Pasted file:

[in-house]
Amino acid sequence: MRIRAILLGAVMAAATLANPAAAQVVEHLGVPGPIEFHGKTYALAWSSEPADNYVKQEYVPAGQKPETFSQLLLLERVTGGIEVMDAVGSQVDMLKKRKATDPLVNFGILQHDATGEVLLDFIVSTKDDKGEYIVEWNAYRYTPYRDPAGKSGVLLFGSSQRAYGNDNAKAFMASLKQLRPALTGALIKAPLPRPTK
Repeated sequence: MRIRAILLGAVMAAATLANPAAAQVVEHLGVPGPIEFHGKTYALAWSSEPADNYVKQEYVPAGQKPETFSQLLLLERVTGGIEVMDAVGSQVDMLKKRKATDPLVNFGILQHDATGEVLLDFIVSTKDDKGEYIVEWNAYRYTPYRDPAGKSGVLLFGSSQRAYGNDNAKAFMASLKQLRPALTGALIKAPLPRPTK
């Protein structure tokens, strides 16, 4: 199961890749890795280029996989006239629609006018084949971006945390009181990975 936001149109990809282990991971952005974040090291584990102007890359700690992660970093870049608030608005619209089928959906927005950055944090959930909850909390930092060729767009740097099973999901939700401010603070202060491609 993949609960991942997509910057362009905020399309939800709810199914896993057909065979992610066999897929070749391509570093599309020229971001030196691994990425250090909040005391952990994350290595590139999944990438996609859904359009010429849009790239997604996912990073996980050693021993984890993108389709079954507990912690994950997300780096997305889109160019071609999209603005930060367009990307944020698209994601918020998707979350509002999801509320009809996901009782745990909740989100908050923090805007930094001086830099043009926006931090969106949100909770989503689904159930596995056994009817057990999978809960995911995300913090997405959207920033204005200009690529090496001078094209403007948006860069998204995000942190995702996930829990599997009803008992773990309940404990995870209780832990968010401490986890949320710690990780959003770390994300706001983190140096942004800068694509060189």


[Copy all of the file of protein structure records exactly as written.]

[in-house]
Amino acid sequence: MRIRAILLGAVMAAATLANPAAAQVVEHLGVPGPIEFHGKTYALAWSSEPADNYVKQEYVPAGQKPETFSQLLLLERVTGGIEVMDAVGSQVDMLKKRKATDPLVNFGILQHDATGEVLLDFIVSTKDDKGEYIVEWNAYRYTPYRDPAGKSGVLLFGSSQRAYGNDNAKAFMASLKQLRPALTGALIKAPLPRPTK
Repeated sequence: MRIRAILLGAVMAAATLANPAAAQVVEHLGVPGPIEFHGKTYALAWSSEPADNYVKQEYVPAGQKPETFSQLLLLERVTGGIEVMDAVGSQVDMLKKRKATDPLVNFGILQHDATGEVLLDFIVSTKDDKGEYIVEWNAYRYTPYRDPAGKSGVLLFGSSQRAYGNDNAKAFMASLKQLRPALTGALIKAPLPRPTK
């Protein structure tokens, strides 16, 4: 199961890749890795280029996989006239629609006018084949971006945390009181990975 936001149109990809282990991971952005974040090291584990102007890359700690992660970093870049608030608005619209089928959906927005950055944090959930909850909390930092060729767009740097099973999901939700401010603070202060491609 993949609960991942997509910057362009905020399309939800709810199914896993057909065979992610066999897929070749391509570093599309020229971001030196691994990425250090909040005391952990994350290595590139999944990438996609859904359009010429849009790239997604996912990073996980050693021993984890993108389709079954507990912690994950997300780096997305889109160019071609999209603005930060367009990307944020698209994601918020998707979350509002999801509320009809996901009782745990909740989100908050923090805007930094001086830099043009926006931090969106949100909770989503689904159930596995056994009817057990999978809960995911995300913090997405959207920033204005200009690529090496001078094209403007948006860069998204995000942190995702996930829990599997009803008992773990309940404990995870209780832990968010401490986890949320710690990780959003770390994300706001983190140096942004800068694509060189």